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英語を話す時、あなたは "get your wires crossed" しますか?

2016.05.19

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Do you ever "get your wires crossed" when speaking English?

When you communicate regularly with people from different cultures, usually speaking in another language, it is only natural that you will sometimes have “communication breakdowns”(コミュニケーションの断絶 or miscommunication. 

Some people find it hard to understand other non-native speakers with strong accents, or native-speakers who speak too quickly and use a lot of idioms.  Whichever one is most difficult for you, we are going to look at some idioms and phrases used for communication as well as miscommunication to help you avoid "getting your wires crossed".

to get (one’s) wires crossed

If two people “get their wires crossed,” it means they have a mistake in communication that leads to a misunderstanding.

to drop (someone) a line 

to drop someone a line means to contact the person. It can be by phone or e-mail.

to get a hold of 

to get a hold of someone (or get hold of someone) means to communicate with them – usually by phone.

to keep (someone) posted or keep (someone) in the loop 

to keep someone posted (or keep someone in the loop) means to update the person, inform the person of the most current information. In contrast, if someone has not been kept informed, they can say, “I’m out of the loop” – meaning they don’t know the most recent information.

to beat around (about) the bush 

If someone is beating around the bush, it means they are trying to avoid answering a question or talking directly about a particular issue. Instead, they tell stories or talk about details that are not exactly the most important part.

to get right (straight) to the point

To get right to the point or get straight to the point is the opposite of “beating around the bush” – it means to talk about an issue directly, without wasting time discussing unrelated or unimportant details.

to talk at cross purposes 

“Talking at cross-purposes” describes when two people not only have different or opposing perspectives – but are actually talking about two completely different issues, or with completely different goals or philosophies. This means that they cannot even debate directly, because each one is focused on a different point.

to play phone tag 

“Playing phone tag” describes that situation when two people telephone each other various times during the day, but can’t talk directly because each time one person calls, the other person is not available. Then when the other person calls back, the first person is not available – and this situation repeats several times.

to put (one’s) foot in (one’s) mouth

“Putting your foot in your mouth” is when you accidentally say something stupid, offensive, or embarrassing – any type of comment that you wish you hadn’t said, and then you feel ashamed or embarrassed!

to hear through the grapevine 

If you hear something through the grapevine, it means that you hear the news indirectly – through a friend of a friend, for example, and not directly from one of the people involved. News that you hear through the grapevine may be true or it may be untrue.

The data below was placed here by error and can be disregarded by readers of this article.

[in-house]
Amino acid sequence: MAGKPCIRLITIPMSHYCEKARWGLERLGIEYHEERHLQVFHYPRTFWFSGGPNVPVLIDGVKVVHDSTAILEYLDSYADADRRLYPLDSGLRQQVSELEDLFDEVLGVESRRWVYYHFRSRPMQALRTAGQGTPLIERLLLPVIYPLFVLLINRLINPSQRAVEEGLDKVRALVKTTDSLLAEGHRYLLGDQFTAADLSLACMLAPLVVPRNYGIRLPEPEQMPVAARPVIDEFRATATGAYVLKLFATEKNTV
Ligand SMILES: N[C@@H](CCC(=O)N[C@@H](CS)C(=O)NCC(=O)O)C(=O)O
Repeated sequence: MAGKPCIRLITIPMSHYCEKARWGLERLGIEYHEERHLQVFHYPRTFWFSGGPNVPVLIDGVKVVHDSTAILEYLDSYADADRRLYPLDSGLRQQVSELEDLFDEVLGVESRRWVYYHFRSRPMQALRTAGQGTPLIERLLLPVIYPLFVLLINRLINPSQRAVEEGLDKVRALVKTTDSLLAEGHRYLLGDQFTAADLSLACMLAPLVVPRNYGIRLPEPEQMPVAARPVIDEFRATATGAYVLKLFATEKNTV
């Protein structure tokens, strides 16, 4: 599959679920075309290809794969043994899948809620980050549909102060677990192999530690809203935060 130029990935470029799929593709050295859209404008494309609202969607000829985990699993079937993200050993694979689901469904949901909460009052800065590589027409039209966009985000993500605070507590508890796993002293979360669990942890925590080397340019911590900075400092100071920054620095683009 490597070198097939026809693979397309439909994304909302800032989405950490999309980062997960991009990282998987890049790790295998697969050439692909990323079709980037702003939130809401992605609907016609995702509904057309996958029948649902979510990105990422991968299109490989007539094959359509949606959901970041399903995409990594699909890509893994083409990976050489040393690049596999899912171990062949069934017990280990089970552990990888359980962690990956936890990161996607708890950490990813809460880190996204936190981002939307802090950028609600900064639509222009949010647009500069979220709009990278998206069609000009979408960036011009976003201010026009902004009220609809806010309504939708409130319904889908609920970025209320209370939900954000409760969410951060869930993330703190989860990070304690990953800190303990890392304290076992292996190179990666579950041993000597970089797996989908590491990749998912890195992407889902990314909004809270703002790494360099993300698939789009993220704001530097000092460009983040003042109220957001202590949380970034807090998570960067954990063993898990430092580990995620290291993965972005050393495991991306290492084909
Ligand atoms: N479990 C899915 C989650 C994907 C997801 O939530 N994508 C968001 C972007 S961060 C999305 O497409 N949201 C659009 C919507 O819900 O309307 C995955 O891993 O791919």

Your Turn

Complete the sentences with the correct idiom from above.  You can check your answers at the bottom of the page.

1. “Stop ____________________ and just tell me what happened to the camera I lent you.”

2. “I need ____________Tina to tell her that tomorrow’s class is canceled.”

3. “I __________________ that Dan and his wife split up. Is it true?”

4. “I haven’t actually talked to my sister yet – we’ve been _________________ all day.”

5. “I’m looking for a job. Please _____________ if you hear of any good opportunities!”

6. “At parties, I always end up saying something stupid and ________________________.“

7. “I like having meetings with Nate because they’re so short – he always _________________.”

8. “______________on your plans for this weekend – maybe we can meet up.”

9. “Sorry, we must’ve _________________. I wanted you to come at 7 PM, not 7 AM.”

10. “The two politicians were _________________ during the debate – one argued strongly for immigration control, whereas the other was entirely focused on the educational system.”



 

 

 Answer Key

1. “Stop beating around the bush and just tell me what happened to the camera I lent you.”

2. “I need to get a hold of Tina to tell her that tomorrow’s class is canceled.”

3. “I heard through the grapevine that Dan and his wife split up. Is it true?”

4. “I haven’t actually talked to my sister yet – we’ve been playing phone tag all day.”

5. “I’m looking for a job. Please drop me a line if you hear of any good opportunities!”

6. “At parties, I always end up saying something stupid and putting my foot in my mouth.“

7. “I like having meetings with Nate because they’re so short – he always gets straight to the point.”

8. “Keep me posted on your plans for this weekend – maybe we can meet up.”

9. “Sorry, we must’ve gotten our wires crossed. I wanted you to come at 7 PM, not 7 AM.”

10. “The two politicians were talking at cross purposes during the debate – one argued strongly for immigration control, whereas the other was entirely focused on the educational system.”

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